Kotahi Bay, Uncategorized

Beneath Broken Waves cover reveal

Hey 🙂

So, with the launch of this book in just a few weeks, I thought it was time to show you the cover! It’s so PRETTY!

What do you think? I love Moana, and I hope you’ll love her too.

I’ll post the blurb as soon as I’m done agonising over it (and agonise, I will). This book follows on directly from The Way the Sky Curves – but this time following Jake (Melody’s younger brother), and Moana (daughter of the sea), it also includes In the Spirit, which is an important read to introduce you to Alyssa, the main character of book 3.

If you haven’t read The Way the Sky Curves, go here! It’s available at a range of stores right now for only 99c.

Beneath Broken Waves_ECover


Publishing plans

PSince I spoke about options in my last post, I thought I’d take the opportunity to talk a little about publishing, and my plans for it. It’s all still very much in the formative stage because I’m knee deep in my last year of study at the moment and find it hard to balance the two of them, but at least planning helps keep me focused on the future and provides ample opportunity to daydream about the months and years to come!

And I cannot wait to be done with study so that I can launch into my writing career.

At present, I’m working on editing mostly, and am submitting my novel Sun-Touched to publishers, sans agent. I wanted to try this first because these days there are quite a few publishers that have open submissions periods throughout the year, and it felt like a good book to take advantage of those opportunities with. I’ve considered trying to find an agent with it, but at this point I’ve got assignments looming and I think I’ll put that stress on the back-burner. I don’t want to add more stress to my life, and from past experience, querying agents can be all consuming. We’ll leave that til I’ve got less going on 😉

So why am I looking at a publisher for Sun-Touched? Well, first up, it’s science fiction, and I’m not yet convinced that science fiction sells all that well when self published (please, if you have some information that differs from this, I’d love to hear it!). Secondly, I’ve had awesome feedback about it – all my readers have loved it, and this has given me confidence that it could sell well. Thirdly, honestly, I would have to say because it’s what I’ve wanted all along and I guess I see it as kind of a challenge – not so much as that they are ‘gate keepers’ or anything, but a personal challenge, a ‘can I do this?’ kind of thing. I want to know if I can, and in order to find that out, I have to try. If I can’t find a publisher keen to take it, I will definitely self-publish it, because I believe in the novel.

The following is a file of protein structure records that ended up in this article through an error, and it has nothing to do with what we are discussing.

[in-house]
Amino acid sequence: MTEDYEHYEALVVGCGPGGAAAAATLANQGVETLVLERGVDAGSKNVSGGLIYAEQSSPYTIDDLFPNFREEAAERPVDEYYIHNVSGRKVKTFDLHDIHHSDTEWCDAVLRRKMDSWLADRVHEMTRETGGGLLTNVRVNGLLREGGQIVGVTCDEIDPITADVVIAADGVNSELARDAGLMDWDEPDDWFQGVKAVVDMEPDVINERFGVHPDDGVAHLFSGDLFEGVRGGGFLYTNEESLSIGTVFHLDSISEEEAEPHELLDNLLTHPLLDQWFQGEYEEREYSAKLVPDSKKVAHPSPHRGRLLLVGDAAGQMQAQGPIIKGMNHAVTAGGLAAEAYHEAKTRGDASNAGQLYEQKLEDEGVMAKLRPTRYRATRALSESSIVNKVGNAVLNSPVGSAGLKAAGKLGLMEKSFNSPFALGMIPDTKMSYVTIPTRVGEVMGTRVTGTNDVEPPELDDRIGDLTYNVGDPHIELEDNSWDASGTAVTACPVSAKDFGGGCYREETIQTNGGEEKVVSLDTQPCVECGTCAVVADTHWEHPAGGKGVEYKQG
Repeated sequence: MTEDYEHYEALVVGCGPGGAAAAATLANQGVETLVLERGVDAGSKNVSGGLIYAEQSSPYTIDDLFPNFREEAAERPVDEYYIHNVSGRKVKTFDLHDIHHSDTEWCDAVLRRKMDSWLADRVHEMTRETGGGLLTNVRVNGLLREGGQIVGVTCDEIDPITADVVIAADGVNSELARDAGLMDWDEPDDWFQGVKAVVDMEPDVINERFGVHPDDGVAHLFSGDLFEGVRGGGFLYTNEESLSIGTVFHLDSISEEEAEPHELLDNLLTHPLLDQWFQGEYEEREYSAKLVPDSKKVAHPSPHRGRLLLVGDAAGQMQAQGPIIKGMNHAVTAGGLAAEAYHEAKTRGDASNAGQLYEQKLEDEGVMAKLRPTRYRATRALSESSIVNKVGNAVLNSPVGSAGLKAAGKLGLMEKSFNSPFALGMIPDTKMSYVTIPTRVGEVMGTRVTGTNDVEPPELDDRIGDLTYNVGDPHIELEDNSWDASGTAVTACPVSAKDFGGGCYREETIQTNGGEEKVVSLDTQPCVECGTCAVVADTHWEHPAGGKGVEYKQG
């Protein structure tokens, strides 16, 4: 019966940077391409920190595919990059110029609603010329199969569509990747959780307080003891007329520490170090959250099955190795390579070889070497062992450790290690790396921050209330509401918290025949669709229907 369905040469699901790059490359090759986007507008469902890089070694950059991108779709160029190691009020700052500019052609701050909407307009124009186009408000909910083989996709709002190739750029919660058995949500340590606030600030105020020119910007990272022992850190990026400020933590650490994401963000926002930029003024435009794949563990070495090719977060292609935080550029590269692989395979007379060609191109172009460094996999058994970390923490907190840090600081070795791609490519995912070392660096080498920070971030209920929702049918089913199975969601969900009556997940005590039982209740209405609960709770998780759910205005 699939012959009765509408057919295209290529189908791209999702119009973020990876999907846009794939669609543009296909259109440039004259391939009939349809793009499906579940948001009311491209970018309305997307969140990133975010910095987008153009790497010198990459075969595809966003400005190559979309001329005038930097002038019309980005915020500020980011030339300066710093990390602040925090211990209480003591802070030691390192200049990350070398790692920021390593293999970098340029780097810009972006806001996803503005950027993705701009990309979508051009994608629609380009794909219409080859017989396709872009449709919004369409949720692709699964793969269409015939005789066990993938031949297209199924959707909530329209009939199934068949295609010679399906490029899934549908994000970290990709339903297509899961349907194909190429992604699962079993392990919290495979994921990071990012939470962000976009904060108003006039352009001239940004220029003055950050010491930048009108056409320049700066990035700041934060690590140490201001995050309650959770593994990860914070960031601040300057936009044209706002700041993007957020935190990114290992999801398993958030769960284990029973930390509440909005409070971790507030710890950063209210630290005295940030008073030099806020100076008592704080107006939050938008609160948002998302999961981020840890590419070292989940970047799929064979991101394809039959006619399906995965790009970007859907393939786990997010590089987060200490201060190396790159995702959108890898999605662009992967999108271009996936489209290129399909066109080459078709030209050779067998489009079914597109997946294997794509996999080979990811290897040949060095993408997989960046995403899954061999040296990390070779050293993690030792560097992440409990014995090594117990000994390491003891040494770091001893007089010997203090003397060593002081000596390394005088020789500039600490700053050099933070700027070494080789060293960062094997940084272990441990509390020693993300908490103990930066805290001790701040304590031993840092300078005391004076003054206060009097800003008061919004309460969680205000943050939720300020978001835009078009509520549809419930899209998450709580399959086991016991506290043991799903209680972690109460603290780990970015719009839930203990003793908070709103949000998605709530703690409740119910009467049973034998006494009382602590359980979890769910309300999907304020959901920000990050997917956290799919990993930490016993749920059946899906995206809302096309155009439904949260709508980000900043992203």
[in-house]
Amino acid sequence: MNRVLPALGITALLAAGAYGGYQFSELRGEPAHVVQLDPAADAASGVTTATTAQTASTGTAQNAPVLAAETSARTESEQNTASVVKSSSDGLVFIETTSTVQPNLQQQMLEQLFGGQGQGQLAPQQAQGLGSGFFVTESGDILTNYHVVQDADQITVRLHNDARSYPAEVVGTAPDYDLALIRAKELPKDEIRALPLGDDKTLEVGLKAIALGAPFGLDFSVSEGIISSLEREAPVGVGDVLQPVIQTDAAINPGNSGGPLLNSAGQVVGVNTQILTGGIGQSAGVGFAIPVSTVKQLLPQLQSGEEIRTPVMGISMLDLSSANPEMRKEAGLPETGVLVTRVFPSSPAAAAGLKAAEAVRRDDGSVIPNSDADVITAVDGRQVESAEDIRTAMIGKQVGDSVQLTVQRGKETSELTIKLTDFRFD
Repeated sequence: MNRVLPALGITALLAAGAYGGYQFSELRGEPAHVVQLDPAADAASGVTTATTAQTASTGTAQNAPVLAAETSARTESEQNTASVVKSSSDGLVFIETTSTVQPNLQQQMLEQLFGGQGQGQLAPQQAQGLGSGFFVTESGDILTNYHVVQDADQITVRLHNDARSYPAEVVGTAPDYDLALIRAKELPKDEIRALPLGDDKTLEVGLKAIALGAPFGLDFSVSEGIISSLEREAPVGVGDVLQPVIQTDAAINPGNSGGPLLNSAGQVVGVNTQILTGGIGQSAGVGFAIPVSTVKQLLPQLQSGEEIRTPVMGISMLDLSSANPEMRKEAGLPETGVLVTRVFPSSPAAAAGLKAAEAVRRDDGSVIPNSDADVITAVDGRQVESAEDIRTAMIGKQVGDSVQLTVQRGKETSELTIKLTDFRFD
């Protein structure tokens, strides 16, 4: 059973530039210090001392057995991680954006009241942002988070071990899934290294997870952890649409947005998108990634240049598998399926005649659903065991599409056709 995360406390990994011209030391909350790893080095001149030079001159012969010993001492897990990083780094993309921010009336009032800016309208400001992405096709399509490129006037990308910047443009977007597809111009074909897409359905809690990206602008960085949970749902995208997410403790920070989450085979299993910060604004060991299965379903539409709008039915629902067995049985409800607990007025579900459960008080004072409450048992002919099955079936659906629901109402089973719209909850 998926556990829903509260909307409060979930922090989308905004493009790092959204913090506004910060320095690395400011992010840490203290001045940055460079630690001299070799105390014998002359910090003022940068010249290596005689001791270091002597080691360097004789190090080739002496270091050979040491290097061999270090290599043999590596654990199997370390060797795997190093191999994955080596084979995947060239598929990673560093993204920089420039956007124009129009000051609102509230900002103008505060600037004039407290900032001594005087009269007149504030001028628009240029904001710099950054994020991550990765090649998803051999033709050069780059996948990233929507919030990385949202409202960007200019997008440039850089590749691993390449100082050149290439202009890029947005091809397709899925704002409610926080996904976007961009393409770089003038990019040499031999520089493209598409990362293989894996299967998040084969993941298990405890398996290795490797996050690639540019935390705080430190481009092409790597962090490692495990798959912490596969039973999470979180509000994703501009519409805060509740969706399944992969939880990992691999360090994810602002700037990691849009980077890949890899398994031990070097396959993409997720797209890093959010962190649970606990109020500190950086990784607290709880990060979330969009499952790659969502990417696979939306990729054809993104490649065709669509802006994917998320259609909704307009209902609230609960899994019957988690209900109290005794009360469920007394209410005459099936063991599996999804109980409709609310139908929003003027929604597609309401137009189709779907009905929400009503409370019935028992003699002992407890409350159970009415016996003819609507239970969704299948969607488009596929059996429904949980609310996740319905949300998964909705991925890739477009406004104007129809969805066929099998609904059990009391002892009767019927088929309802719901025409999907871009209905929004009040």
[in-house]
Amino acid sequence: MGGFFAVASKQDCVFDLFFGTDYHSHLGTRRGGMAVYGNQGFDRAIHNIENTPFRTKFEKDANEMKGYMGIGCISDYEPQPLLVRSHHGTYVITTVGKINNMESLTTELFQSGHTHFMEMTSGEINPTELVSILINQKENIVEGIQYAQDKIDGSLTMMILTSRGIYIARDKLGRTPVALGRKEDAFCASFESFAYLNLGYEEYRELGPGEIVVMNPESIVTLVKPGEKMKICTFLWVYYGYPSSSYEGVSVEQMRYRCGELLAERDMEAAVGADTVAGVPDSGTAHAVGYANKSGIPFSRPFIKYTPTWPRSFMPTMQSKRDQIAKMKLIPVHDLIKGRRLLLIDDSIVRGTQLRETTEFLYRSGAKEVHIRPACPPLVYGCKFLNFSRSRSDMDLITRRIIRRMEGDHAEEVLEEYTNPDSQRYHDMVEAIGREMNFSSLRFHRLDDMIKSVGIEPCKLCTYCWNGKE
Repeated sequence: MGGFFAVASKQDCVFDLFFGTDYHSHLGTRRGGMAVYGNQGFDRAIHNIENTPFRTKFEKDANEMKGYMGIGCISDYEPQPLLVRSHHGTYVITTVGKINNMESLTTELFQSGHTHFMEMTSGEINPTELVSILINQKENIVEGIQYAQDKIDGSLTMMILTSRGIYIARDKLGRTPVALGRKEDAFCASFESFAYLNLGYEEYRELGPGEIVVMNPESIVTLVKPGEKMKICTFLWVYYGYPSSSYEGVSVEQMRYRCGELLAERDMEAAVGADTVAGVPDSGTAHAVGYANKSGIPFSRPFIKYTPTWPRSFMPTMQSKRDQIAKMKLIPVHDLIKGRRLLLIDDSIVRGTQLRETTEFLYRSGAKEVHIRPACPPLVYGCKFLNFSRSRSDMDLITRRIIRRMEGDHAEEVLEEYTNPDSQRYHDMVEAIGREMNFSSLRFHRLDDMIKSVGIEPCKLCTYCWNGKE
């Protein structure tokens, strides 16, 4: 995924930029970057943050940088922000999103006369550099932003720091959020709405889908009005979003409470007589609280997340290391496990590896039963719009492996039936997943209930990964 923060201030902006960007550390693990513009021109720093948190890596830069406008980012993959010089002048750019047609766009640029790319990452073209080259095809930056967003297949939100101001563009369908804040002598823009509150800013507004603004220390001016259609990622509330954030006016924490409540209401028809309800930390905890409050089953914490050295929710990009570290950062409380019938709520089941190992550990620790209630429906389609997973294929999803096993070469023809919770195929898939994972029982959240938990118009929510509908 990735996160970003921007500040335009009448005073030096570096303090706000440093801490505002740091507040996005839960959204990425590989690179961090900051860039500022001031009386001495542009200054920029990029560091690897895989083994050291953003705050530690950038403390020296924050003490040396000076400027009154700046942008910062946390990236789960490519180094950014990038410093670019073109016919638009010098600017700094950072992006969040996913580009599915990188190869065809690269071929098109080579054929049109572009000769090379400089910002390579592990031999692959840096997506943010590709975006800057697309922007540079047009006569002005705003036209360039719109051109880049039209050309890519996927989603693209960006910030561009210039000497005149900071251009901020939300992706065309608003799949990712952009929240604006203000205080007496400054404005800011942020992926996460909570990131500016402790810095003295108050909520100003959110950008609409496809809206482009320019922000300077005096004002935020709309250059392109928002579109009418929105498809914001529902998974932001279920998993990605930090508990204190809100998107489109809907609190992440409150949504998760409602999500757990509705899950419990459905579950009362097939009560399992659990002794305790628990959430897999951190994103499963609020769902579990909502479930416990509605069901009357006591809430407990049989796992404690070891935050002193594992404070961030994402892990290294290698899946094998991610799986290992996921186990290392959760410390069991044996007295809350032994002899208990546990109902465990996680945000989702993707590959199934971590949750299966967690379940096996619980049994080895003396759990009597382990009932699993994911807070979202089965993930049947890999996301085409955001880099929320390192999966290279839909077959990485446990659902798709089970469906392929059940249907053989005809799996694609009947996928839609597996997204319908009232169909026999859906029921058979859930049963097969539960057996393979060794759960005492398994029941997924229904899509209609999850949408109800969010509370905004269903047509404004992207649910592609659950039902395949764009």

Aside from this I have a series of works, novellas and novels, based on the west coast of New Zealand, that I’m planning on self publishing beginning at the end of the year. I’ve written 3 novellas already, and the first novel is a work in progress. There are about 7 stories lined up for the main story-line, as well as ideas for other stories set in the same world (one of the novellas already written is outside of that main storyline and will hopefully be released at Christmas!). I’m hoping to get most of the editing and work done on the novellas throughout this year alongside my study, as well as the full first draft of the novel. Covers are already in progress with my wonderful designer friend, Leigh, and I’m feeling really positive about where everything is at.

I know a lot of people would be chomping at the bit to get published, rather than having these things sitting around, but not me. Self publishing  has been on my mind for quite some time now, and I always knew that if I was going to do it, I wanted to do it right. For me (and just me, we’re all different) this means having multiple works lined up. I didn’t want to release one thing because it was ready and then have to scramble for something to follow up with. It makes the most sense for me to write a series, and roll them out on a reasonably regular schedule, which is why I’ve been stockpiling the series to date.

And why am I planning to self publish these? Well, first up, they are paranormal romance/urban fantasy, and this seems to be a genre that does pretty well when self published. Secondly, I’ve had awesome feedback about the series and I think it could do well. Thirdly, much like my reason for trying a publisher with Sun-Touched, I want to see if I can do it. Self publishing provides a whole new set of challenges, and I’m really keen to try my hand at them. I love the idea of having control over these books, and that any success I have will be down to the effort I’ve put into it.